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Publication numberUS7920171 B2
Publication typeGrant
Application numberUS 11/802,056
Publication dateApr 5, 2011
Filing dateMay 18, 2007
Priority dateMay 18, 2007
Also published asUS20080284879
Publication number11802056, 802056, US 7920171 B2, US 7920171B2, US-B2-7920171, US7920171 B2, US7920171B2
InventorsShane C. Hu
Original AssigneeAptina Imaging Corporation
Export CitationBiBTeX, EndNote, RefMan
External Links: USPTO, USPTO Assignment, Espacenet
Methods and apparatuses for vignetting correction in image signals
US 7920171 B2
Abstract
Methods and apparatuses for vignetting correction of imager pixels signals. A polynomial correction surface is determined based on a pixel array center, height, and width, surface fitting parameters, and pixel coordinates. The pixel signal is then multiplied by the corresponding value from the polynomial correction surface to create a vignetting corrected signal.
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Claims(16)
1. A method of adjusting a pixel signal of an image captured by a pixel array, the method comprising:
determining a correction value for the pixel signal as a function of a polynomial curve based on a pixel position in the array, a center, a pixel array height, a pixel array width, and at least one surface fitting parameter; and
generating a corrected pixel signal based on the correction value and the pixel signal,
wherein the correction value is determined according to:
vigCorrection ( x , y ) = f ( a · x - xc width ) · f ( b · y - yc height )
where f is a function,
a · x - xc width and b · y - yc height
are operands of the function f, a and b are surface fitting parameters, x and y are pixel coordinates for the pixel signal, xc and yc are center coordinates for the pixel array, width is the pixel array width, and height is the pixel array height.
2. The method of claim 1, wherein the corrected pixel signal is generated by multiplying the pixel signal by the correction value.
3. The method of claim 1, wherein the correction value is determined to correct pixel vignetting.
4. The method of claim 1, wherein the function f comprises a hyperbolic cosine.
5. The method of claim 1, wherein the function f comprises at least a portion of a Taylor series expansion.
6. The method of claim 1, wherein the function f comprises a function of a portion of a modified Taylor series expansion wherein a Taylor series constant is substituted with a surface fitting parameter.
7. The method of claim 1, wherein the center is a geometric center of the pixel array.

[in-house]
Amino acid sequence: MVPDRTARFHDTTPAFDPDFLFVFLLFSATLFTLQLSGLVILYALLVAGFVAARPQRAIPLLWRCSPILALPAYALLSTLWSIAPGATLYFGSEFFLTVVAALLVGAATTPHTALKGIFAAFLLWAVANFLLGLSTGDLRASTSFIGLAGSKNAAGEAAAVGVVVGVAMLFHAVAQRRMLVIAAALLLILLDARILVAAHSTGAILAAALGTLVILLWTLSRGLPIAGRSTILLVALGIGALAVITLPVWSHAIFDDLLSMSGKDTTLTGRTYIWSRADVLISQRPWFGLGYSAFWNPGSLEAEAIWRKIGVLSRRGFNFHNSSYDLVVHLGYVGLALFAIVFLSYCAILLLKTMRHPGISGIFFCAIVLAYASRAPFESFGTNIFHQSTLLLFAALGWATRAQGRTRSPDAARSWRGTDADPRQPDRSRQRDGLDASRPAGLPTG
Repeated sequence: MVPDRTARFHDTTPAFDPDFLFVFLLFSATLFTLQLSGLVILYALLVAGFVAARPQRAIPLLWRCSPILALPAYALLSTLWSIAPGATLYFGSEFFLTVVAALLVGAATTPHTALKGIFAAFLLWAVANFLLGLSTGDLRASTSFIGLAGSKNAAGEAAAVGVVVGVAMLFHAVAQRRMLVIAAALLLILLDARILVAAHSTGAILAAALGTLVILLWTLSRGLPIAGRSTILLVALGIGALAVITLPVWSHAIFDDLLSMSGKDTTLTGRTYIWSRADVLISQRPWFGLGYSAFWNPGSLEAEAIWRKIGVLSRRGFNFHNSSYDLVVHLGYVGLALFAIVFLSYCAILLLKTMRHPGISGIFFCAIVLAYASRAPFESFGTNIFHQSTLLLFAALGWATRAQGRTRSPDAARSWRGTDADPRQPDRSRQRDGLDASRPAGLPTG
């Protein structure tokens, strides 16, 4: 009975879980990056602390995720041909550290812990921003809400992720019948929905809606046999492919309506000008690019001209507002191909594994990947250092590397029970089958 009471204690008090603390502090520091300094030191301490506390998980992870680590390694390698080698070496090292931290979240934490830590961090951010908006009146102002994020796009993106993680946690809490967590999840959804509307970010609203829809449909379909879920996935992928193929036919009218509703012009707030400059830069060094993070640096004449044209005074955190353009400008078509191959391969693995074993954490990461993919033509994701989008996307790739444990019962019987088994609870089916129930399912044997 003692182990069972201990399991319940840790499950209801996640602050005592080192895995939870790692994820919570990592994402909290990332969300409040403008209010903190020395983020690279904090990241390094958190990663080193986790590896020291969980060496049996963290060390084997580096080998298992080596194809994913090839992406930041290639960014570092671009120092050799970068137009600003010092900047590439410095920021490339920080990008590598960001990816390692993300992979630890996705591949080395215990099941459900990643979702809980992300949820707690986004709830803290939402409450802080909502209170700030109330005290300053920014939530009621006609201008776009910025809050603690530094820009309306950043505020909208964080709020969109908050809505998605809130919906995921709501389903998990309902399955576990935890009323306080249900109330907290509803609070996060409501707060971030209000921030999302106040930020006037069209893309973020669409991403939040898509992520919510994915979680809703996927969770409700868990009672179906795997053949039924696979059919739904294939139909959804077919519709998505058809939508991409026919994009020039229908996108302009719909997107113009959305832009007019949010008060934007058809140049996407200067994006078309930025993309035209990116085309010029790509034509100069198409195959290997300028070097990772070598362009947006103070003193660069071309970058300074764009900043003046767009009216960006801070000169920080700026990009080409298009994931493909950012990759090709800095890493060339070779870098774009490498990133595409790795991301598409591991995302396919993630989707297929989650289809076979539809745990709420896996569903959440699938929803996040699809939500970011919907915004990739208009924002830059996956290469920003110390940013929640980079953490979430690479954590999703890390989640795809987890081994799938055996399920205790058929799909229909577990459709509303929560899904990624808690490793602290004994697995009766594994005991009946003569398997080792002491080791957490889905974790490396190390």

8. The method of claim 1, wherein the center is an optical center of the pixel array.
9. A method of adjusting a pixel signal of an image captured by a pixel array, the method comprising:
determining a correction value for the pixel signal as a function of a polynomial curve based on a pixel position in the array, a center, a pixel array height, a pixel array width, and at least one surface fitting parameter; and
generating a corrected pixel signal based on the correction value and the pixel signal, wherein the correction value is determined according to:

vigCorrection(x,y)=ƒ(V x(x))·ƒ(V y(y))
where
V x ( x ) = a · x - xc width if x = 0 ; V x ( x ) = V x ( x - 1 ) + D x if x > 0 where D x = a width ; V y ( y ) = b · y - yc height if y = 0 ; and V y ( y ) = V y ( y - 1 ) + D y if y > 0 where D y = b height
where a and b are surface fitting parameters, x and y are pixel coordinates for the pixel signal, xc and yc are center coordinates for the pixel array, width is the pixel array width, and height is the pixel array height.
10. An imaging device comprising:
an imaging sensor comprising an array of imaging pixels; and
a signal processing circuit for adjusting signals from the array, the signal processing circuit comprising:
a correction value module configured to determine a correction value for each pixel signal as a function of a polynomial curve based on the pixel position in the array, a center, a pixel array height, a pixel array width, and at least one surface fitting parameter; and
a correction module configured to generate a corrected pixel signal for each pixel signal based on the corresponding correction value and pixel signal for the pixel position, wherein the correction value module is configured to determine the correction value according to:
vigCorrection ( x , y ) = f ( a · x - xc width ) · f ( b · y - yc height )
where f is a function,
a · x - xc width and b · y - yc height
are operands of the function f, a and b are surface fitting parameters, xc and yc are pixel coordinates for the pixel signal, xc and yc are center coordinates for the pixel array, width is the pixel array width, and height is the pixel array height.
11. The imaging device of claim 10, wherein the correction value is determined to correct pixel vignetting.
12. The imaging device of claim 10, wherein the function f comprises cos h,
where cos h is a hyperbolic cosine function.
13. The imaging device of claim 10, wherein the function f is defined as:
f ( z ) = SUM { 1 + z 2 2 ! + z 4 4 ! + z 6 6 ! + z 8 8 ! + }
where z is the operand of the function f.
14. The imaging device of claim 10 wherein the function f is defined as:
f ( z ) = S U M { 1 + z 2 2 ! + z 4 v }
where v is a surface fitting parameter and z is the operand of the function f.
15. The imaging device of claim 10, which is part of an image processing system.
16. The imaging device of claim 15, wherein the image processing system is a camera system.
Description
FIELD OF THE INVENTION